In focus groups with business owners, when we asked about finance and advice, they got angry. It was clear there was an opportunity there.
– Tim Ferguson
Bankers are trained to look at past performance, not future potential. They don’t get paid to look at a deal the way we would look at it. – Ron Walker
The journey began when Tim Ferguson and Ron Walker met for coffee at the hotel in the spring of 2005. They had worked together on the board of the Boston Center for Community and Justice, and now Tim wanted a reality-check on an idea.
He'd spent a career managing complex operations for world-class financial institutions that directed global capital flows to large corporations and institutional investors on both sides of the Atlantic and in Asia. Small business was not on his radar until a friend asked, “When you’re 70 years old, what do you want to have done?” Tim began to spend time looking into the economies of cities and the role of the small and midsize companies that produce most of the jobs there. “There was a huge gap between what they needed and what was available.” Yet there were a lot of $5 million to $60 million companies that were doing incredible things with nothing like the resources that his corporate clients had.
When you’re 70 years old,
what do you want to have done?
Ron Walker, then Executive Vice President of Boston’s Sovereign Bank, had been thinking along similar lines. By 2005, Ron was the region’s most senior African-American executive in commercial banking, with an encyclopedic knowledge of the challenges faced by small companies. Bank consolidation – and later the subprime mess – was pinching off credit to the kind of companies that create most of America’s new jobs. It gets worse, he told Tim. Although minority-owned businesses had been growing faster than all others for a decade, their loan denial rates were five times higher.
What these successful small companies needed as much as capital was expertise, the kind of know-how that Fortune 500 companies get from investment banks, global marketing networks and the elite consultancies – and that great European companies traditionally got from merchant banks. This was the Aha! moment. Tim had trained as a merchant banker at Hambros in London. What if there was a merchant bank for small companies in urban markets?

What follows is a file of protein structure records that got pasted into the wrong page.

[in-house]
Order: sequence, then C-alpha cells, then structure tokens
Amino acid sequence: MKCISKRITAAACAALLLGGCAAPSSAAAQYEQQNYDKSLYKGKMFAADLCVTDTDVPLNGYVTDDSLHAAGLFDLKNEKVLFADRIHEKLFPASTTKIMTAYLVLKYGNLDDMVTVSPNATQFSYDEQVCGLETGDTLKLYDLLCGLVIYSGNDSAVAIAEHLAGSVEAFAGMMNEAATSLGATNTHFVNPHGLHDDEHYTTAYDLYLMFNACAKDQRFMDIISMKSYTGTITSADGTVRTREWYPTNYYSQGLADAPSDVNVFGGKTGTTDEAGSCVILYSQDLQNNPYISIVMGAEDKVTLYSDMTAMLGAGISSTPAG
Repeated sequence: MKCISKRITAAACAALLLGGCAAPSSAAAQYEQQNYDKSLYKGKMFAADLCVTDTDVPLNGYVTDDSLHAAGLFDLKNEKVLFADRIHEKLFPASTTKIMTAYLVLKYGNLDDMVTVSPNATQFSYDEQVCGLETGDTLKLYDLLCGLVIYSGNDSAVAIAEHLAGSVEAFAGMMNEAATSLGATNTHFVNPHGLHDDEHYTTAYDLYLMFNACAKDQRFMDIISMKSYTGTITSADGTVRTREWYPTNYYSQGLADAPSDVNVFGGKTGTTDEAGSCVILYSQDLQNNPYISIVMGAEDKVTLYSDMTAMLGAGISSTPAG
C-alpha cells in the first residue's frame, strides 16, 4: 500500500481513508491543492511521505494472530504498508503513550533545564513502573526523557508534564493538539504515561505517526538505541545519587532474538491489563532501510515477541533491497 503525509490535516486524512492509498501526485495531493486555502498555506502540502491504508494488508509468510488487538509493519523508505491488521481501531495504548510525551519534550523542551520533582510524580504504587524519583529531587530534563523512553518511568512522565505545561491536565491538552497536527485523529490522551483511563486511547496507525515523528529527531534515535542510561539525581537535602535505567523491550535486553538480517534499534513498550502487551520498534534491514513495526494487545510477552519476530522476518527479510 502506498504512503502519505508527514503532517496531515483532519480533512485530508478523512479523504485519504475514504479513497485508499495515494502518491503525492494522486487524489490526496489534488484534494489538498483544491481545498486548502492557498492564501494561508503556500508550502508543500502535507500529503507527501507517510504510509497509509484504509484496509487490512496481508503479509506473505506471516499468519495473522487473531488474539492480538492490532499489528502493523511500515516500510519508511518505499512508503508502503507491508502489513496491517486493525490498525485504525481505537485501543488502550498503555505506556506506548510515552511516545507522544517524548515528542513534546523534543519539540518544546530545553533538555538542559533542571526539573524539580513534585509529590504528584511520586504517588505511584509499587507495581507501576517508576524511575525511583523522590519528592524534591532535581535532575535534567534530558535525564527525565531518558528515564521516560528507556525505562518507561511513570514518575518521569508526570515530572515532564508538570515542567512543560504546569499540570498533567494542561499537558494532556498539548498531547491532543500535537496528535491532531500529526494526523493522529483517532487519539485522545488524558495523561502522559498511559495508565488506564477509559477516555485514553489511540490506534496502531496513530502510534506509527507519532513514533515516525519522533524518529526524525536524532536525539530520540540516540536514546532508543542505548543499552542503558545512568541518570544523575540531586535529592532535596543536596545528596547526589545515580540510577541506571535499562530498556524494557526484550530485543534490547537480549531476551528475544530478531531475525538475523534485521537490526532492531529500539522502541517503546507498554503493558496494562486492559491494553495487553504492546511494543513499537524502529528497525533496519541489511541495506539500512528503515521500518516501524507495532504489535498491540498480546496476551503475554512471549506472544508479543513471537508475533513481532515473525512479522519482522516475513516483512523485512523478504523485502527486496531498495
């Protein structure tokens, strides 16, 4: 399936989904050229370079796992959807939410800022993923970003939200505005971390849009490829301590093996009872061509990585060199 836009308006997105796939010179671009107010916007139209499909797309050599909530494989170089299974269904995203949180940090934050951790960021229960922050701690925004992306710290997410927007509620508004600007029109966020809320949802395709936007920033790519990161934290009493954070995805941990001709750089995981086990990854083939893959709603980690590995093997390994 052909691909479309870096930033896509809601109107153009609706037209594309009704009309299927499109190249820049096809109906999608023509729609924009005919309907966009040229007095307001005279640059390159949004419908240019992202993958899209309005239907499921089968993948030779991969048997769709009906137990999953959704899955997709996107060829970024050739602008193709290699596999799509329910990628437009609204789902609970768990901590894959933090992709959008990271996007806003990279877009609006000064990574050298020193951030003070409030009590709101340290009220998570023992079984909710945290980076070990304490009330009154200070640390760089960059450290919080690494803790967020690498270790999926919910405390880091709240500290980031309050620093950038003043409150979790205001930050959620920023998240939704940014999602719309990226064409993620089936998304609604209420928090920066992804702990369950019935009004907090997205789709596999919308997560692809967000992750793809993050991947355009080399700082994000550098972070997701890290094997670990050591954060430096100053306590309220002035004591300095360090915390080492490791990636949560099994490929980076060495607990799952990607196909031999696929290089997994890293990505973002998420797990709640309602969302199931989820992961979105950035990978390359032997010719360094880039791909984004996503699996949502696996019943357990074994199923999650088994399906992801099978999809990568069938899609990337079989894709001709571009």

Like Tim, Ron was at an inflection point in his career. The obvious next step was to become the president of a bank. But founding a business to create a completely new approach to the small business market looked more exciting. Nobody else was doing it: Ron knew substantial city companies for whom high-level strategic advice and growth capital would have material impact.
What if there was a merchant bank
for small companies in urban markets?
He remembers thinking, “If we could do this right we could create a new market.” And, shortly following, Ron Walker and Tim Ferguson were partners in a new enterprise.
Hibernian Hall was a 1913 building that had been unoccupied for decades before being purchased by a community development group in 2000. While the developer built out space for Next Street, the partners worked in the unfinished fourth floor on picnic tables.
If we could do this right
we could create a new market.
Choosing a Roxbury location sent a message. “We wanted to put our money where our mouth was,” Tim remembers. It showed the city we were serious. It showed clients that we were where the banks weren’t, and it’s turned out to be a potent attraction for talent. The typical Next Street recruit has top academic credentials and has worked for the most successful companies in America: big business, investment banks, and the elite consultancies. They come to Next Street for the chance to do something new that pays – and that matters.
As of summer, 2011, Next Street has provided over $130 million in capital for 80 employers that now generate approximately $600 million in annual revenue, and jobs for 4,000 people. Most are located in low-income areas. Two thirds are women- or minority-owned businesses. One third are nonprofit organizations. The firm continues to advise more than half of the clients that we have ever worked with.